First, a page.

There are legal, diplomatic, pragmatic, and ecological concerns regarding such a barrier, as well, which I think are probably all surmountable with reasonable solutions. But, for purposes of this post, let’s just take a quick look at the direct costs. Originally, Trump was talking about the wall covering the complete 1900 miles of the U.S.-Mexico border. But, now he is estimating more like 1000 miles, with rough terrain being a natural impediment for the remainder. Assuming this is satisfactory (and I’m not convinced it is), we’re still talking hundreds of millions of cubic feet of concrete. Costs include production (e.g., materials, labor, overhead) and transport of the concrete slabs, along with labor for the installation. Trump has given an overall cost estimate of $8-10 billion (or was it $10-12 billion?), but various fact-checkers and engineers have since weighed in. A study by the Bernstein Group puts a more realistic cost at $15 billion and possibly as high as $25 billion. (The decisions on height and thickness have yet to be made.) Plus, there will be ongoing maintenance.
According to the narrative by many news outlets, Trump doesn’t really have a plan for paying for his proposed wall, let alone for making Mexico pay for it. In fact, Trump has mentioned some ideas on this, and he even provided a two-page memo to The Washington Post back in March that outlined several funding options he was considering.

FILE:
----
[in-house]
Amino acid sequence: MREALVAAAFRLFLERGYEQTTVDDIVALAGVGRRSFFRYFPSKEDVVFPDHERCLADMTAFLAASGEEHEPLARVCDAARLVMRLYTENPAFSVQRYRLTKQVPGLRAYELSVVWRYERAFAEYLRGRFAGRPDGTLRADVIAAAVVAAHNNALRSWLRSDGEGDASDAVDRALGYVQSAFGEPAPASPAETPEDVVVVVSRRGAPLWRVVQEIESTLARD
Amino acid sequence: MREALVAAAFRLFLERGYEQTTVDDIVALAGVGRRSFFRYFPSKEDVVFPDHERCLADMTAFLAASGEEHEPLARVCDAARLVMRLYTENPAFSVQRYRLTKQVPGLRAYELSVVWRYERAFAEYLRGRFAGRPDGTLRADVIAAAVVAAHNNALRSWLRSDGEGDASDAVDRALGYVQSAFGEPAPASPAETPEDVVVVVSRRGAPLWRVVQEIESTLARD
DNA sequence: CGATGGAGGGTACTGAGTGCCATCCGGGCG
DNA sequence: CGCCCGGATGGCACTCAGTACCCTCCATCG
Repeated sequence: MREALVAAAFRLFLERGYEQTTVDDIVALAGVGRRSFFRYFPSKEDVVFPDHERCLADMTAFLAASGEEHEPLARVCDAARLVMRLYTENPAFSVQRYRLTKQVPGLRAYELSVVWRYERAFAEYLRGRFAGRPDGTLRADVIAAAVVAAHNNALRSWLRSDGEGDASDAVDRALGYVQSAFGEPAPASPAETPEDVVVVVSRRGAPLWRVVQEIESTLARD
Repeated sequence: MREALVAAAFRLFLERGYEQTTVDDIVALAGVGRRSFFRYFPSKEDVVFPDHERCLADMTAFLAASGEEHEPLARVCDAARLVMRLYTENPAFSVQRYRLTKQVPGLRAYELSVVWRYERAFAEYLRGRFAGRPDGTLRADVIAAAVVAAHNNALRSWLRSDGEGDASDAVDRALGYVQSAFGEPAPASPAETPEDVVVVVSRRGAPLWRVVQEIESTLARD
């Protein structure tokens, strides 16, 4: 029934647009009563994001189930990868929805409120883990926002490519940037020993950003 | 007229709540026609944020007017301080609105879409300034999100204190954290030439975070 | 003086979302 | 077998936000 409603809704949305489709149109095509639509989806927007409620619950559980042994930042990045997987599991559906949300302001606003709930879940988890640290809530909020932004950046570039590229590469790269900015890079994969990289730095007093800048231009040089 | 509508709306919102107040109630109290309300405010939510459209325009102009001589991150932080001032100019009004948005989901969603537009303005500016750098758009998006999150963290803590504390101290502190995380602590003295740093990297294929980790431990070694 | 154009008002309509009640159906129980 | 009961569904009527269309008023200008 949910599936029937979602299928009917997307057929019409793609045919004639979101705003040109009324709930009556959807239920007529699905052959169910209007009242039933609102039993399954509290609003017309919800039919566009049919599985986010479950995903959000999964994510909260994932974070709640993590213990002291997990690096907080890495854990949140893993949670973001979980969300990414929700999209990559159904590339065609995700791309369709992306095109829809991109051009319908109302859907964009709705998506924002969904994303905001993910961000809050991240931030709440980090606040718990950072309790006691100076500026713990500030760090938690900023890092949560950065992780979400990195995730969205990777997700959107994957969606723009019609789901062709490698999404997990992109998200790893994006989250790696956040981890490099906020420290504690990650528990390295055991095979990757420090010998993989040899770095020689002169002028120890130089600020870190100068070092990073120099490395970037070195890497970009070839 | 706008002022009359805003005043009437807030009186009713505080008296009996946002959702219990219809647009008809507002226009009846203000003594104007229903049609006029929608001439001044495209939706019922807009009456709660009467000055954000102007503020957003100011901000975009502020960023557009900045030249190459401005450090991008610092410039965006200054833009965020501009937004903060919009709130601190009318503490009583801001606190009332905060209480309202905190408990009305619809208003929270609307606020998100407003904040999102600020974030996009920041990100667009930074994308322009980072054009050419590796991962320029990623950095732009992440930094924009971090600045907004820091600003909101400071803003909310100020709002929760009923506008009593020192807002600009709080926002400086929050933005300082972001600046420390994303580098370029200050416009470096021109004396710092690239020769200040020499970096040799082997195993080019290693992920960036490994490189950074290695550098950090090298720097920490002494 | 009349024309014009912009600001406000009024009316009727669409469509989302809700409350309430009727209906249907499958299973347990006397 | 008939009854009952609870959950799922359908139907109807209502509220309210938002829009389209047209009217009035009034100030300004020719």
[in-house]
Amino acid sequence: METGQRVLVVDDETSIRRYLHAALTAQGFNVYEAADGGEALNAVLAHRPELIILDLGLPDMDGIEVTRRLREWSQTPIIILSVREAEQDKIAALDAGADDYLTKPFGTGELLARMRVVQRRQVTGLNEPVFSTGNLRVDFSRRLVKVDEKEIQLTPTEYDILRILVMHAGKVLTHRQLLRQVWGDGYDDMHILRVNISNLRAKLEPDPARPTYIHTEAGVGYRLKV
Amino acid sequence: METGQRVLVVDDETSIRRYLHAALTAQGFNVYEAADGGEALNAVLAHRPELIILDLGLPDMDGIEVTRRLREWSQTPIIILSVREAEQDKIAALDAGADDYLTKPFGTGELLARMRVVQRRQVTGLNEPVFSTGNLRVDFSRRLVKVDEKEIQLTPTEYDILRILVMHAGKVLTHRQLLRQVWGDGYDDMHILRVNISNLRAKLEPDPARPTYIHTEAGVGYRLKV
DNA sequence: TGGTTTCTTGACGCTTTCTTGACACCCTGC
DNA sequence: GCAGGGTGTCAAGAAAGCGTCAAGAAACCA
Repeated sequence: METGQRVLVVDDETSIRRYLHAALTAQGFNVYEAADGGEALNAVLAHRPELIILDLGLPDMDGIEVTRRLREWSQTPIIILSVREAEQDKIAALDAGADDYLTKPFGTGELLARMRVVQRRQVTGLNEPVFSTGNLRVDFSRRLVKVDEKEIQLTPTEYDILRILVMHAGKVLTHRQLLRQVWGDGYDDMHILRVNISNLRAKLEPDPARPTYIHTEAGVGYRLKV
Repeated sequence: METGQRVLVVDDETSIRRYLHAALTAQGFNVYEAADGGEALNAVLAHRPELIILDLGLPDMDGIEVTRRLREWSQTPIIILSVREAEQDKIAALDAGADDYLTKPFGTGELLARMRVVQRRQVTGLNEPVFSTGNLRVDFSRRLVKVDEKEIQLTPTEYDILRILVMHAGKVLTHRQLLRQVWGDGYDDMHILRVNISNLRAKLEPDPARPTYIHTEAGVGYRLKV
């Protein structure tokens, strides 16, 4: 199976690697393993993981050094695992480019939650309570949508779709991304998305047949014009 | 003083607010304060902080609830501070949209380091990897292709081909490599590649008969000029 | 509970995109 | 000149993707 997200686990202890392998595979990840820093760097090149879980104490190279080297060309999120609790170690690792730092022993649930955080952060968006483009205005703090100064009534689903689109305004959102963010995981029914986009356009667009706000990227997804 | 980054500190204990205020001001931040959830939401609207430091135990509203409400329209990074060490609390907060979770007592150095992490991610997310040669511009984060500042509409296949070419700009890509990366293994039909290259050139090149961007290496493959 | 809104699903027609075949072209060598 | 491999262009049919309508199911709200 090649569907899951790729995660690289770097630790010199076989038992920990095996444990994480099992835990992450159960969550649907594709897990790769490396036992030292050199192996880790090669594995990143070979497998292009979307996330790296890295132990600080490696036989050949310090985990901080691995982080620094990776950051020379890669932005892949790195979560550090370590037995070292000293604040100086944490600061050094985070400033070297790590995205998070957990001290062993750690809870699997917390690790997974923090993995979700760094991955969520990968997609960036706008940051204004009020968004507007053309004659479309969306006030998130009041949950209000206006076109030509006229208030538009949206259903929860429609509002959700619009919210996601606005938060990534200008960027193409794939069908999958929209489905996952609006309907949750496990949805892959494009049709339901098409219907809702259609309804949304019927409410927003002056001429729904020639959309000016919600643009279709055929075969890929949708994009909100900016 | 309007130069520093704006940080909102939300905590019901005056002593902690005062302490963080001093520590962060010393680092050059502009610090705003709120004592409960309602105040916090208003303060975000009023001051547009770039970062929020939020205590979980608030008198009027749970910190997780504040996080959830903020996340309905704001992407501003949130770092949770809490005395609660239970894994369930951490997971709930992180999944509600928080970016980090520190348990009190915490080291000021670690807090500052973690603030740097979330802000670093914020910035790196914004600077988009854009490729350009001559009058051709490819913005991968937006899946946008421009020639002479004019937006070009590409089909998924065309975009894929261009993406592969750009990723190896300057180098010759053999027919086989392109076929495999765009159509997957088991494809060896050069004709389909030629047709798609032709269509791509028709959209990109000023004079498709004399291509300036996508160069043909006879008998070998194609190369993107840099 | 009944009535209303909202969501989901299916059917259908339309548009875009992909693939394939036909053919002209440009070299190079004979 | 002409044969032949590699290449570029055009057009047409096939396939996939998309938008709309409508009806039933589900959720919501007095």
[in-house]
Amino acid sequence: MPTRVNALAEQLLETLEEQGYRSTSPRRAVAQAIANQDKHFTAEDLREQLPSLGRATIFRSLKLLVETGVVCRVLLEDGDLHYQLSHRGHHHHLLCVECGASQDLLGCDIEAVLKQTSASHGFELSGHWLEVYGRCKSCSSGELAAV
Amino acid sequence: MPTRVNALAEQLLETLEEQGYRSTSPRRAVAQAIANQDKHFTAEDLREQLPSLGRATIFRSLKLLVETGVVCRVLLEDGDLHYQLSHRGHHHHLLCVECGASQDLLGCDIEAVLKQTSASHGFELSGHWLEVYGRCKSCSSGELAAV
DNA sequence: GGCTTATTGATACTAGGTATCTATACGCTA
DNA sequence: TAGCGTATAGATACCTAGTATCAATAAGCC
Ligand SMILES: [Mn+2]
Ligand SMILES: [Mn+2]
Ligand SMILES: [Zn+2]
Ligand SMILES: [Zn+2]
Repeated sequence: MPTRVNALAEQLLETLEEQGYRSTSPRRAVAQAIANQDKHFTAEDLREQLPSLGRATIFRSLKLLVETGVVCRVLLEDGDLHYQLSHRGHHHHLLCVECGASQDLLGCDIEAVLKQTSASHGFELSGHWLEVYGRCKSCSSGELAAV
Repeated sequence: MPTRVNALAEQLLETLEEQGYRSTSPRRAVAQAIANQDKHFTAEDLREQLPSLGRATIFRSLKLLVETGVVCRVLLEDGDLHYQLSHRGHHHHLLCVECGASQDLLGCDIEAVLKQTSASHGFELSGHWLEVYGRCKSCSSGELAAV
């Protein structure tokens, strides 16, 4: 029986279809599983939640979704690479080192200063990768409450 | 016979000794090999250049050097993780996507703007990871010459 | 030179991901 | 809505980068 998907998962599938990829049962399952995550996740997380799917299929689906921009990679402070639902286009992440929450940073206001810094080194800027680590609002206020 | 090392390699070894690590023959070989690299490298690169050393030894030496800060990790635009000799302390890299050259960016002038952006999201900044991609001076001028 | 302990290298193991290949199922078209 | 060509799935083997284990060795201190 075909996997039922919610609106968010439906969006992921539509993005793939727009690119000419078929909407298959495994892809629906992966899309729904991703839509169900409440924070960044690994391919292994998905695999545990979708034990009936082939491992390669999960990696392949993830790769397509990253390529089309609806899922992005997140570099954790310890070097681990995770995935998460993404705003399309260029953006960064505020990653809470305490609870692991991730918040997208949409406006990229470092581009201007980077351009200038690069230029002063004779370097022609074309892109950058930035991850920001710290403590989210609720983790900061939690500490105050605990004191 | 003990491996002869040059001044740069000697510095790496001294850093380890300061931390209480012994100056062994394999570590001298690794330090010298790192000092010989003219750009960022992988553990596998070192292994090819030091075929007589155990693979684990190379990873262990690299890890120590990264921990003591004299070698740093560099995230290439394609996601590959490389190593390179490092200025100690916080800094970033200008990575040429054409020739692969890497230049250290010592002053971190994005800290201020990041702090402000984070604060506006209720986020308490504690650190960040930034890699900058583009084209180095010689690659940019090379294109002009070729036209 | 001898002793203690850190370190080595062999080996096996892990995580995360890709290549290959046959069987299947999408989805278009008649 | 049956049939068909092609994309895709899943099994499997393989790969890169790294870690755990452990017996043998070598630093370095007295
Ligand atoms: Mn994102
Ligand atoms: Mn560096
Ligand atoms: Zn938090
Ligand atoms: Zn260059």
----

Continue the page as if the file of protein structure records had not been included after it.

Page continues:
One idea involves amending a provision of the Patriot Act which would allow the federal government to cut off money transfers (aka remittances) from illegal immigrants back to their relatives, friends, and associates in Mexico. This would hurt not only those Mexican nationals but the Mexican government — to the tune of $24+ billion per year. So, Trump would essentially threaten to enact this stranglehold plan unless Mexico makes a one-time payment of $X billion (likely $5-10 billion), which would of course go toward paying for the wall. This option sounds a bit like extortion on a massive scale, but the argument can be made that the illegal immigrants aren’t even authorized to make money here. That money should be earned by Americans in the first place, which means that most or all of it would stay in the U.S. I’m still thinking that one over. However, I am also uncomfortable with this option for the reason that it exploits an already controversial law and requires “redefin[ing] applicable financial institutions to include money transfer companies like Western Union, and redefine ‘account’ to include wire transfers.” This might have bad, unintended consequences for the rest of us down the road.